[Beowulf] Teaching Scientific Computation (looking for the perfect text)
Joe Landman
landman at scalableinformatics.com
Tue Nov 20 15:17:12 PST 2007
Robert G. Brown wrote:
>>> So, I'm thinking about reworking the class to favor C, and fearing 3
>>> weeks of pointer and addressing hell. For those of you who teach
>>
>> Its actually not that painful. I was able to walk through it in one
>> session, explaining what the symbols mean, how to read them, and then
>> showing them in use for a heat diffusion problem in 2D (breaking up a
>> large array into panels).
>
> Indeed, if you combine pointers with a "here's how the computer REALLY
> works, kids" lecture so that you help them visualize memory and maybe
My first two lectures were on that. Bytes? We don't need no steenkeen
bytes! Cache lines is where its at, yessiree.
One of my favorite examples of showing them that memory is not a "big
honking chunk O ram" is creating an array, and using two loops to walk
through it, then interchanging the order of the loops. Same memory
access, one just takes, well, a little bit longer than the other.
I sort of hid the pointer stuff in the matrix setup anyway, and then I
roll it out. It's not too painful, and as long as you talk about it
carefully, they seem to get it (or at least not struggle with it).
> give them a simplified overview of "assembloid" -- a ten instruction
> assember that does nothing but load, store,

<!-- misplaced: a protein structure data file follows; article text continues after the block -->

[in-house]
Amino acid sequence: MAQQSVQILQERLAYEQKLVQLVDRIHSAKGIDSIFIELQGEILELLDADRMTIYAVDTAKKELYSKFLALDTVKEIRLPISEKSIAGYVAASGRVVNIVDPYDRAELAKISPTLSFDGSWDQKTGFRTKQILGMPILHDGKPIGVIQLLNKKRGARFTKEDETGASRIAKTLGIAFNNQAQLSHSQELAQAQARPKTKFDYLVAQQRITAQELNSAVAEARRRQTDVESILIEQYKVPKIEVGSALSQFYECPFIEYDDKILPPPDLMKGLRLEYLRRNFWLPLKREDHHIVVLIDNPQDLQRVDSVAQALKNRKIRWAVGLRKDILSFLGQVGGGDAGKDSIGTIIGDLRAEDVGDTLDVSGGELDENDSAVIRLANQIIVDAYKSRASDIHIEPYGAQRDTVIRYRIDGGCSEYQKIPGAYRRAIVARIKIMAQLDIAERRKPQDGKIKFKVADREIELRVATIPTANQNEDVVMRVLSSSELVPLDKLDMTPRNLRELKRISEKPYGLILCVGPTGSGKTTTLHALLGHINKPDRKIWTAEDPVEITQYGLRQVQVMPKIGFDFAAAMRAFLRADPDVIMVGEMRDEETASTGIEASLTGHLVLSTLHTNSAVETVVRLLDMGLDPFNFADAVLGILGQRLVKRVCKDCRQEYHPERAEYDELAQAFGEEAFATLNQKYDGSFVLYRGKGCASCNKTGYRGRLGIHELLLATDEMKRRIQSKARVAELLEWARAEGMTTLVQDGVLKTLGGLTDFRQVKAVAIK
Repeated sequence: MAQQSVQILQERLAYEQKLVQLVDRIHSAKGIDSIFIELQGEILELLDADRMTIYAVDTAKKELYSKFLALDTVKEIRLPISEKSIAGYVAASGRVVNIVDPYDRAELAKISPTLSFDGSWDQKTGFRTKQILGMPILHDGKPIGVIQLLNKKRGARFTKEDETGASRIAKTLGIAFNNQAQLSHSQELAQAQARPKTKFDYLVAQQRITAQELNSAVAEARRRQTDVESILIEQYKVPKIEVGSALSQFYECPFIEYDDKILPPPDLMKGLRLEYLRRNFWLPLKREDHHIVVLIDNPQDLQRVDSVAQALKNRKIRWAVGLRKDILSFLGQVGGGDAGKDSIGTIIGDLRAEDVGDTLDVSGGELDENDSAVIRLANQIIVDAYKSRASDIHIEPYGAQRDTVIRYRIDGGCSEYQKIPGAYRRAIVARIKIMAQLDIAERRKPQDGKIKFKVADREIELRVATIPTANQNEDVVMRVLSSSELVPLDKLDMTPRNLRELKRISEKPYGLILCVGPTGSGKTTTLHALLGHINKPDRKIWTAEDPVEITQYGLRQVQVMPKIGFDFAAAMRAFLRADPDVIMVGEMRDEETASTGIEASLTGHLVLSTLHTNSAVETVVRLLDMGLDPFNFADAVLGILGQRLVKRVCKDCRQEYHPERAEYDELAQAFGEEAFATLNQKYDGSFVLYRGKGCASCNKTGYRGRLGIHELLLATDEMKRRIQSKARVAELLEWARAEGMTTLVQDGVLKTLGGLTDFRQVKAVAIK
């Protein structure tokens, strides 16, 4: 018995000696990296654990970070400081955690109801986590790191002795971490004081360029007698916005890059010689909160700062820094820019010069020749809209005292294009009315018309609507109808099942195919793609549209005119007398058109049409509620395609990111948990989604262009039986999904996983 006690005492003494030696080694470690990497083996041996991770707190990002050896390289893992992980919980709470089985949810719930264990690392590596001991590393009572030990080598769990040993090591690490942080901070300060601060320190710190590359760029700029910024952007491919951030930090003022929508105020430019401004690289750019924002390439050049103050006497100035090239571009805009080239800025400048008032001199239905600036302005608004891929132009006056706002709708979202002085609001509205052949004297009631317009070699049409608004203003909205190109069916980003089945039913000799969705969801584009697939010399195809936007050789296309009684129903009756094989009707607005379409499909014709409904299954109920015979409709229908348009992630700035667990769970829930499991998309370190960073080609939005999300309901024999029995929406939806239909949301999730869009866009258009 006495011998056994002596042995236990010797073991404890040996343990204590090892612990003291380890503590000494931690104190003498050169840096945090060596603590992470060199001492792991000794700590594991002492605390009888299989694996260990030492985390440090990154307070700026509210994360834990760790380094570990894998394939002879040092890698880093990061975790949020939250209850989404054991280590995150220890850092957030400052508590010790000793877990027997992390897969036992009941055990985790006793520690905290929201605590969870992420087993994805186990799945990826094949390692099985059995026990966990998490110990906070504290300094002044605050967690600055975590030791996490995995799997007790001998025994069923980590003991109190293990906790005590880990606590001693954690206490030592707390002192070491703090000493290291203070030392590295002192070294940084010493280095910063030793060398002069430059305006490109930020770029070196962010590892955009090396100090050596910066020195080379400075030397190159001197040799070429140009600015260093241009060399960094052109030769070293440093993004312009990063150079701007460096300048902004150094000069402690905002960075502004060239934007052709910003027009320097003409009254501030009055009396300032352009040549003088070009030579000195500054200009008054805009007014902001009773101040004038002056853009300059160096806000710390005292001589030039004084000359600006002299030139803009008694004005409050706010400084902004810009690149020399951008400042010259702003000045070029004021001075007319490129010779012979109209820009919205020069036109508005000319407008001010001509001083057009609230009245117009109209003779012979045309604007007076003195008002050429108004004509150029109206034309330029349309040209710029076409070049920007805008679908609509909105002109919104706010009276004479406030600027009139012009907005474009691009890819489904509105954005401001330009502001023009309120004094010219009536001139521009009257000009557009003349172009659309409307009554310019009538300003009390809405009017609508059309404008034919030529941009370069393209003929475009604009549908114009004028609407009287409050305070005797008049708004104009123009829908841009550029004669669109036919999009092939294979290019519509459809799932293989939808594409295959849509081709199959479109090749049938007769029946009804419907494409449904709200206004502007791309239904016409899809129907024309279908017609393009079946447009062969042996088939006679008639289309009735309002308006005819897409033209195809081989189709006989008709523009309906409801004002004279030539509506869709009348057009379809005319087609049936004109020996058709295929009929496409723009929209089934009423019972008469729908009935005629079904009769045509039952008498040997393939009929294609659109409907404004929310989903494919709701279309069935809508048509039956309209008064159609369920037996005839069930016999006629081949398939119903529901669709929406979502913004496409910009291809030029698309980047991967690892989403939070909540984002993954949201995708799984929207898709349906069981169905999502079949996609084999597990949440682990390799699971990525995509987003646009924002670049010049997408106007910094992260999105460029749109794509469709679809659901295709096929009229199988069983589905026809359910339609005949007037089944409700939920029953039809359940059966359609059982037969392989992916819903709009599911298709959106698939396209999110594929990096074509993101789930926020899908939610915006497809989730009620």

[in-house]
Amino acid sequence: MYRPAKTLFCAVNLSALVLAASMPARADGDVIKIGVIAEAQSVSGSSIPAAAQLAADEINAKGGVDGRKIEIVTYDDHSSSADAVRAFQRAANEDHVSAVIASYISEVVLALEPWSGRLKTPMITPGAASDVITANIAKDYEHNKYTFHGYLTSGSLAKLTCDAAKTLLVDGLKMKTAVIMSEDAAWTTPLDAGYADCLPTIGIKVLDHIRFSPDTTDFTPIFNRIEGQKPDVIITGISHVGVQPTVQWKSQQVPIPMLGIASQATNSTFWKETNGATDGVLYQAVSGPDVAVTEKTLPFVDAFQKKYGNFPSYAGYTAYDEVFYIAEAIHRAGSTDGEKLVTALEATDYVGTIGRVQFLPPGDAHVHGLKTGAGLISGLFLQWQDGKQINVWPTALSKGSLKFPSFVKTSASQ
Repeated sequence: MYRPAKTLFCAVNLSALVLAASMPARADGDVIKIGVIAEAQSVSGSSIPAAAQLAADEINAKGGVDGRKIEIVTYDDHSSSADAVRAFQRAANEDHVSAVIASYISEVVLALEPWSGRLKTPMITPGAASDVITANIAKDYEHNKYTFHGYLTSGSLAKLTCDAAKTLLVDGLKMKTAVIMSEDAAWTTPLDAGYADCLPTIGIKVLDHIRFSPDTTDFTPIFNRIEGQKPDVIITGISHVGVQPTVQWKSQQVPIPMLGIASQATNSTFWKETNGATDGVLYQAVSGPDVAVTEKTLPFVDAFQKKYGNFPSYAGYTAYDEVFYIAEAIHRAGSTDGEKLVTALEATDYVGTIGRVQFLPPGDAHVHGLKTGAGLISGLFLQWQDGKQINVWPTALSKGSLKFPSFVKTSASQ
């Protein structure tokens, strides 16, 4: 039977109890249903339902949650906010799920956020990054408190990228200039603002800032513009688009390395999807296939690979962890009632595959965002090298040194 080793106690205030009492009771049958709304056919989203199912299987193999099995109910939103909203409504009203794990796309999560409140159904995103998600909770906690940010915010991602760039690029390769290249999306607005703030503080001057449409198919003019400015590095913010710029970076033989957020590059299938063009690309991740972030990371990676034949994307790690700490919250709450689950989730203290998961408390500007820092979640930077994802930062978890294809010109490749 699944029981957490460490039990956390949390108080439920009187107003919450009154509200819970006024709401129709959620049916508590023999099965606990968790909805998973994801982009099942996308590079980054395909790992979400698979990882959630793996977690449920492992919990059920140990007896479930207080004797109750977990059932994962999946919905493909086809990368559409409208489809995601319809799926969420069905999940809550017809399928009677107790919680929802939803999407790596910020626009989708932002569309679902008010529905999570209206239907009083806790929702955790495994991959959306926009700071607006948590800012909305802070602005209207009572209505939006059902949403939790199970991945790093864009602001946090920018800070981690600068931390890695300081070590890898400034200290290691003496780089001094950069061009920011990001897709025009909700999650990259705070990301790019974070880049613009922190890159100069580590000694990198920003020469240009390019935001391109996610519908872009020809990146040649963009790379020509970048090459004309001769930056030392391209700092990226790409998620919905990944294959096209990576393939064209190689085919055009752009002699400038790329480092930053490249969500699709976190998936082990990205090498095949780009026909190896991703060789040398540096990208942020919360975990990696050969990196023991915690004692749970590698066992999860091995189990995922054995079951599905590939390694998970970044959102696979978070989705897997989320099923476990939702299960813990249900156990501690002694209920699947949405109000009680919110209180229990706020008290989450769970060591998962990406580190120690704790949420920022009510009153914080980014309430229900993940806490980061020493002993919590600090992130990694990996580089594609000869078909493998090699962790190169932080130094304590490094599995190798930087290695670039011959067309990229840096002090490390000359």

> add/subtract/multiply/divide, compare (x3), and branch that helps them
> understand what compilers are actually doing in there, it will doubtless
> help them with both why pointers are astoundingly useful and how/when to
> use them.
I preferred the "pragmatic" examples: those focused upon a particular
problem, and used that problem as the template to discuss how to access
particular things. Once you get them mentally breaking down the
problem, they naturally ask the "how do I" questions, which are a bit
easier to answer than the "why" questions.
>> Sum reductions look the same in all languages. And they can be done
>> incorrectly in all languages :(
>
> Which is the one reason that they DO need at least the first couple of
> chapters of real numerical methods somewhere in there. Fortran
> encourages you to think that there is a standard FORmula TRANslation for
> any equation based algorithm, and of course in once sense there is. If
> you fail to ever learn the risks of summing e.g. alternativing series
> with terms that mostly cancel, one day you are bound to e.g. sum up your
> own spherical bessel functions from the ascending recursion relation and
> wonder why all your answers end up wrong... especially when it WORKS for
> the first three or four values of \ell.
The example I showed in the MPI class was this:
program sum
real*4 sum_x,sum_y
integer i,N
N=100000000
sum_x=0.0
do i=1,N
sum_x = sum_x + 1.0/float(i)
enddo
print *,' sum = ',sum_x
sum_y=0.0
do i=N,1,-1
sum_y = sum_y + 1.0/float(i)
enddo
print *,' sum = ',sum_y
print *,' difference = ',sum_x-sum_y
end
Compiling and running this usually gets people's attention
landman at lightning:~$ gfortran sumfs.f
landman at lightning:~$ ./a.out
sum = 15.40368
sum = 18.80792
difference = -3.404236
Same sum, just done in different orders. Yes it is a divergent series
in general, but that isn't the reason why you get this difference. Its
all about the roundoff error accumulation. You see this in every
language.
The issue is that even good languages can "hide" bad algorithms. Its
the algorithms that matter. FWIW: the second sum is much closer to what
the double precision version will report.
>
> rgb
>
--
Joseph Landman, Ph.D
Founder and CEO
Scalable Informatics LLC,
email: landman at scalableinformatics.com
web : http://www.scalableinformatics.com
http://jackrabbit.scalableinformatics.com
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